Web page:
Novels set in ancient Greece have been fewer, reflecting, perhaps, a lower level of interest in and knowledge of Greek history as distinct from myth and legend. Mary Renault had a big success in the 1960s with her fine novel about the Peloponnesian war, The Last of the Wine, and then with her trilogy about Alexander. Homer and the Greek tragedians have been plundered less often than one might expect. Two exceptions are Hilary Bailey's Cassandra and Barry Unsworth's The Sons of the Kings, which masterfully evokes the ethos of the Achaeans.

The list could be lengthened, but what's clear is that the classical world still holds attraction for both authors and readers. Some of this interest may be "superficial," but by no means all of it is. In any case, it is natural that there should be such interest. There is still an appreciation in our culture of the fact that our civilisation has its roots in Greece and Rome—as well, of course, as in biblical Israel—and that Greek and Roman history, legend and myth are part of our inherited culture.

Perhaps the most interesting recent instance of this attraction was Ridley Scott's Gladiator which, like his later Kingdom of Heaven, stood genuine history (the original culture) on its head in order to make it serve our own ideals (the inherited culture). The first time you watch the film (either film) the departures from the record are disorienting/annoying, assuming you know anything of it, but on subsequent viewing there's an undeniable power to the myth itself, not least because it is our own myth, rather than that of the ancients.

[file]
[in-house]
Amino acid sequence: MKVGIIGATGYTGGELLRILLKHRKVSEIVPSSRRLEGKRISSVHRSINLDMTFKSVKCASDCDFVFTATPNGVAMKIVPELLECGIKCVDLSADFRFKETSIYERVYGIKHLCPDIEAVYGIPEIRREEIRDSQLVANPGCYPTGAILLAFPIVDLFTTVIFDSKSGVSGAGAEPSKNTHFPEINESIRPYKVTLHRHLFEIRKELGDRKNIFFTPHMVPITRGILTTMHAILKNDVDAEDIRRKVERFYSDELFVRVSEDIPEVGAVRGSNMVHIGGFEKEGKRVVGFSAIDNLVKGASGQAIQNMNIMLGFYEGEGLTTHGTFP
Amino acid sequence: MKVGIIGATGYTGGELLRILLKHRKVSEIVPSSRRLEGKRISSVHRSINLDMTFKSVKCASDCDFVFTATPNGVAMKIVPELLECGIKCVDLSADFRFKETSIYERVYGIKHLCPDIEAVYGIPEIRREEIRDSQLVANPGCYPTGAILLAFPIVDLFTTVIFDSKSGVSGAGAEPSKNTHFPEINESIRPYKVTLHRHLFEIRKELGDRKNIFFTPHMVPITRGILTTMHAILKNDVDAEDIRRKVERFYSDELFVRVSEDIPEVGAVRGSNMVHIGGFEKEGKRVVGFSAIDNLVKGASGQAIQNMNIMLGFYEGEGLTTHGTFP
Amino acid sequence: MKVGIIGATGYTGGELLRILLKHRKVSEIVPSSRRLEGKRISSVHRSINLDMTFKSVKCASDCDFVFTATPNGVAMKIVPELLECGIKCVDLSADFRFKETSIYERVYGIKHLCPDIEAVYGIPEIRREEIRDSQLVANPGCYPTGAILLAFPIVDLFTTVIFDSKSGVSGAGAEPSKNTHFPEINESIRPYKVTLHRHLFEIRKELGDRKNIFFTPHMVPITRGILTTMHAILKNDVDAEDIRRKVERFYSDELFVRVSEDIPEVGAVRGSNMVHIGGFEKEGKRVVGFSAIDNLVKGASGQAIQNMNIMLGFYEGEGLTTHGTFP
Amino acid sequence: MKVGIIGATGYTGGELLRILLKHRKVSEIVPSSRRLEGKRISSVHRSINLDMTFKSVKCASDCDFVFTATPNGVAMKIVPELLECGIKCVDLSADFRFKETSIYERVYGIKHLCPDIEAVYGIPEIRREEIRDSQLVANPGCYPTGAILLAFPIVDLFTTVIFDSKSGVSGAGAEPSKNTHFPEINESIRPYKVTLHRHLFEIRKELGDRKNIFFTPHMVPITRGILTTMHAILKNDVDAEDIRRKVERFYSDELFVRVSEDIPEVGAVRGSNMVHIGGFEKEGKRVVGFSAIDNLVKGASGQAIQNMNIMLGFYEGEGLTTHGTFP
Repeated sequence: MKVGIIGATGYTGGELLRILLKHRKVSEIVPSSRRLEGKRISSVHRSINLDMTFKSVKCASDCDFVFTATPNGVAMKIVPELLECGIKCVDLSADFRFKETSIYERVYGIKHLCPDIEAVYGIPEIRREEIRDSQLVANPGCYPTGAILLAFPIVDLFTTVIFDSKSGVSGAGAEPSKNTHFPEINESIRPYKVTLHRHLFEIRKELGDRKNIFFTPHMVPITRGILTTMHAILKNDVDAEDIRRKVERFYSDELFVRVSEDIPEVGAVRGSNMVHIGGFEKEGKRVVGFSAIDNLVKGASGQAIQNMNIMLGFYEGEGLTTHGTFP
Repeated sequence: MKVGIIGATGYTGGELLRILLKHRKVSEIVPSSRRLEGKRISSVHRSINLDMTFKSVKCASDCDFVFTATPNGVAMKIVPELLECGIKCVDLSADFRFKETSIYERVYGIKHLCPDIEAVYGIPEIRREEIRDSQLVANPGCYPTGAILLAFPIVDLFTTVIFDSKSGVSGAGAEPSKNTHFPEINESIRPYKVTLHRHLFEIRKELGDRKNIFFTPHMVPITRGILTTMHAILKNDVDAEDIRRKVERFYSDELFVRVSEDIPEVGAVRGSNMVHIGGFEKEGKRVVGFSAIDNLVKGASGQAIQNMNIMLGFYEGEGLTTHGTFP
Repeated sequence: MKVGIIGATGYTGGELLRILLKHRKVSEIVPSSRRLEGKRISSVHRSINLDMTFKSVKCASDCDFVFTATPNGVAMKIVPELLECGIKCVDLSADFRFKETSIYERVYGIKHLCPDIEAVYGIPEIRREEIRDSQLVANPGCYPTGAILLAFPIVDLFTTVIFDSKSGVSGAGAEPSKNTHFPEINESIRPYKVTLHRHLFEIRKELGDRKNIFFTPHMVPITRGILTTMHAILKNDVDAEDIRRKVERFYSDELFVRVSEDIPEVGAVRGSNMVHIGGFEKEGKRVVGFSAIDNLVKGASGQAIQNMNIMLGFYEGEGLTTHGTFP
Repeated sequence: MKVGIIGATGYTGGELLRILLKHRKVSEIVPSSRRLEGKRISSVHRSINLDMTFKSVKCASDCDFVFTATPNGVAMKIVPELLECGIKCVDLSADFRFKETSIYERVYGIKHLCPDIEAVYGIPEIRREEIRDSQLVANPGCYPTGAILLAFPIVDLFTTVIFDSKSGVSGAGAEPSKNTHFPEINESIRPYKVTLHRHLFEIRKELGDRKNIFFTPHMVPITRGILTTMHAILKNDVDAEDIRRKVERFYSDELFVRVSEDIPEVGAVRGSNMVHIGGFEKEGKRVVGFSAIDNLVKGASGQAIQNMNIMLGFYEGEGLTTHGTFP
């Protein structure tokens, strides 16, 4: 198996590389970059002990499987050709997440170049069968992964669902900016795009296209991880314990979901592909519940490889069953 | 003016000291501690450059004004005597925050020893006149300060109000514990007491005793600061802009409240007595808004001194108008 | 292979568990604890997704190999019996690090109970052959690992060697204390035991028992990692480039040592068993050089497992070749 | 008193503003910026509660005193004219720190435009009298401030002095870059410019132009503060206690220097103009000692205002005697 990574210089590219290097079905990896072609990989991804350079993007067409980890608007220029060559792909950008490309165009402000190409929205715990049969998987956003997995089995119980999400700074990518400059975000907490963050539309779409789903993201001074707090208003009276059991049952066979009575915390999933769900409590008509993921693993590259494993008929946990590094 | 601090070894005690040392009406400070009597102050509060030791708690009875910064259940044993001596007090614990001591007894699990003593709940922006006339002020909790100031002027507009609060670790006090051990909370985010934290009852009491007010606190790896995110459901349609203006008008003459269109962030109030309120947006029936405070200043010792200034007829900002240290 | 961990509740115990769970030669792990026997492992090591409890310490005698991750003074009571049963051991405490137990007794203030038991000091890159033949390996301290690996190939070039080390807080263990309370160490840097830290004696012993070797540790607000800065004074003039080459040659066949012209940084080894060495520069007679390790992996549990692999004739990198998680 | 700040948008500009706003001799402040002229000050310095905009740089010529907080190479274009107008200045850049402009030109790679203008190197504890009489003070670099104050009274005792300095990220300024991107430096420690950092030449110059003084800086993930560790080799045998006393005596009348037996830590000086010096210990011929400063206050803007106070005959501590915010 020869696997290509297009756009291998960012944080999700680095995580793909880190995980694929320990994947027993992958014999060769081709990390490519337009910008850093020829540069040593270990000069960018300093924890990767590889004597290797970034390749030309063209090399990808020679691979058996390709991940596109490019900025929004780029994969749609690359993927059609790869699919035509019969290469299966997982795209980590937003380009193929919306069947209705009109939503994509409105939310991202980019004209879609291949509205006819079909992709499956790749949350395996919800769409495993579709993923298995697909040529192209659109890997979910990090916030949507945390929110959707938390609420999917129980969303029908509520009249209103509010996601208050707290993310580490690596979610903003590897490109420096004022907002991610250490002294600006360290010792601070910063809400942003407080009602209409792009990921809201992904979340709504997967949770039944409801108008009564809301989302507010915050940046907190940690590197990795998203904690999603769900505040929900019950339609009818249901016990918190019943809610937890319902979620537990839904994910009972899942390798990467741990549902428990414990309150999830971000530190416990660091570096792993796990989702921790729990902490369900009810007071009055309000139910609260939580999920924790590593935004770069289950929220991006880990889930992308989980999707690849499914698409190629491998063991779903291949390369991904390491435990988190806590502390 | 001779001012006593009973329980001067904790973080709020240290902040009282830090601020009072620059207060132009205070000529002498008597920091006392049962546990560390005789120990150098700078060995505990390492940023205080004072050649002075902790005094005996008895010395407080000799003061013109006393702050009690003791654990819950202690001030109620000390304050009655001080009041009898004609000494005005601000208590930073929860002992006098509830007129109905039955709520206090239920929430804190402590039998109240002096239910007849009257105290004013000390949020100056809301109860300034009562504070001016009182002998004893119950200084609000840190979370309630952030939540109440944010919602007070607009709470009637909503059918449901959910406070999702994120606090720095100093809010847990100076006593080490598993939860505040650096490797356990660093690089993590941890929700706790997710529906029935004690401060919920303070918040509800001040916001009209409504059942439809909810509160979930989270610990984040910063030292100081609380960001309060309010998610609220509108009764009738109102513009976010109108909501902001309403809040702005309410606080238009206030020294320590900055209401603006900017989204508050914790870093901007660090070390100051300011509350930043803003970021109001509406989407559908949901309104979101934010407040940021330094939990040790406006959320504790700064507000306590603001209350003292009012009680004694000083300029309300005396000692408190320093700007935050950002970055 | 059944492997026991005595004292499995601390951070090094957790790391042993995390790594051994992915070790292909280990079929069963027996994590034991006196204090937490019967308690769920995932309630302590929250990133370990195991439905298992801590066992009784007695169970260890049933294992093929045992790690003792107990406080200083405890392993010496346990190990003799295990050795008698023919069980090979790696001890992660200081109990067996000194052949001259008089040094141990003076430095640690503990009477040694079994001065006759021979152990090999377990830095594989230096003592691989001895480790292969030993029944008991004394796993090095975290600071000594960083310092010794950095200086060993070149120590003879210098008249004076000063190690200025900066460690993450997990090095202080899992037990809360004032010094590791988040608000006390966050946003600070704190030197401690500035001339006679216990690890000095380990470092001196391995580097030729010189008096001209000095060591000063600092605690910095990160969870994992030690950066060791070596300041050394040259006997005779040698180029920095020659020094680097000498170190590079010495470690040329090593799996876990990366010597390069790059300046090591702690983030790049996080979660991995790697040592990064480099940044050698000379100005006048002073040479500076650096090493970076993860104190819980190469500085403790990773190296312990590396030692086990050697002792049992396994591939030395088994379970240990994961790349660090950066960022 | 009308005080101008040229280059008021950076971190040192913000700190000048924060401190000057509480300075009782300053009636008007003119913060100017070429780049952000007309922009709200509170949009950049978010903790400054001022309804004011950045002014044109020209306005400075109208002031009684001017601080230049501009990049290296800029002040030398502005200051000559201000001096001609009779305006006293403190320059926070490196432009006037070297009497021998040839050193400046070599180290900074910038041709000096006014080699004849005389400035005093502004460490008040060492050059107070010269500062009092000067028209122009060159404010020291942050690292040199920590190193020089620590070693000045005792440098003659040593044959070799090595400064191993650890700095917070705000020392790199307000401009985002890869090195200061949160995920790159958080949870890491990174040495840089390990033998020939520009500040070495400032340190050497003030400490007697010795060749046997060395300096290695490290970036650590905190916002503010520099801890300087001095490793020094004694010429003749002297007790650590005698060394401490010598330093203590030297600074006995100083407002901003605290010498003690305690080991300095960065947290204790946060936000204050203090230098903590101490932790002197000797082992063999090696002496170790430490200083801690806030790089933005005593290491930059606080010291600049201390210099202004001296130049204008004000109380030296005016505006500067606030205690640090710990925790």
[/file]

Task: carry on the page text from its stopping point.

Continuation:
There's a pretty good series of books by Liam Hearn (a pseudonym), Tales of the Otori, that's set in an intentionally fictionalized version of feudal Japan and incorporates a Christian-like religious sect, The Hidden, and some supernatural elements and whatnot. The fictional treatment makes for fewer distractions, while still invoking the historical setting we know, and raises the question of whether Mr. Scott might be better off making his films more explicitly fantasies, instead of pretending they're straightforward historical epics. But maybe there's also something to be said for the conceit of co-opting classical civilization to serve our own.

Posted by Orrin Judd at October 20, 2006 12:00 AM

But maybe there's also something to be said for the conceit of co-opting classical civilization to serve our own.

Which, not so ironically, is precisely what the Romans did with the Trojan War.

Graecia capta ferum victorem cepit.

Posted by: Pontius at October 20, 2006 12:25 AM

I just recieved Harris' Imperium and Fatherland books, looking forward to reading even more now.
BTW, curious that there was no comment regarding the Founding Fathers, mostly, who had read Cicero in the original Latin and used his thinking in their justification for both "Rebellion" and the Constitution.

Posted by: Mike Daley at October 20, 2006 12:45 AM

The Founders were likewise influenced by Addison's co-opted Cato:


Posted by: oj at October 20, 2006 7:35 AM


Even Adler's Vergil's Empire is terrific on the topic:


Posted by: oj at October 20, 2006 7:38 AM

In the homeschooling movement there is a strong resurgance of classical education. Many are teaching their children Latin and ancient history with an emphasis on the West's classical roots (including me). I think a big part of it is the desire of parents to give their children the kind of education they wished they had received.

Posted by: Buttercup at October 20, 2006 7:59 AM

I was meaning to add: Mr. Massie may be surprised to learn that the post mortem on Latin studies is premature.

Posted by: Buttercup at October 20, 2006 8:01 AM

interesting he doesnt mention Colleen McCullough's series of books on the fall of the Republic and the rise of Caesar starting with The First Man in Rome...very gripping.

Posted by: gentle reader at October 20, 2006 9:11 AM

They're awful.

Posted by: oj at October 20, 2006 9:38 AM


Deus tuis coeptis annuat!

Posted by: Pontius at October 20, 2006 12:02 PM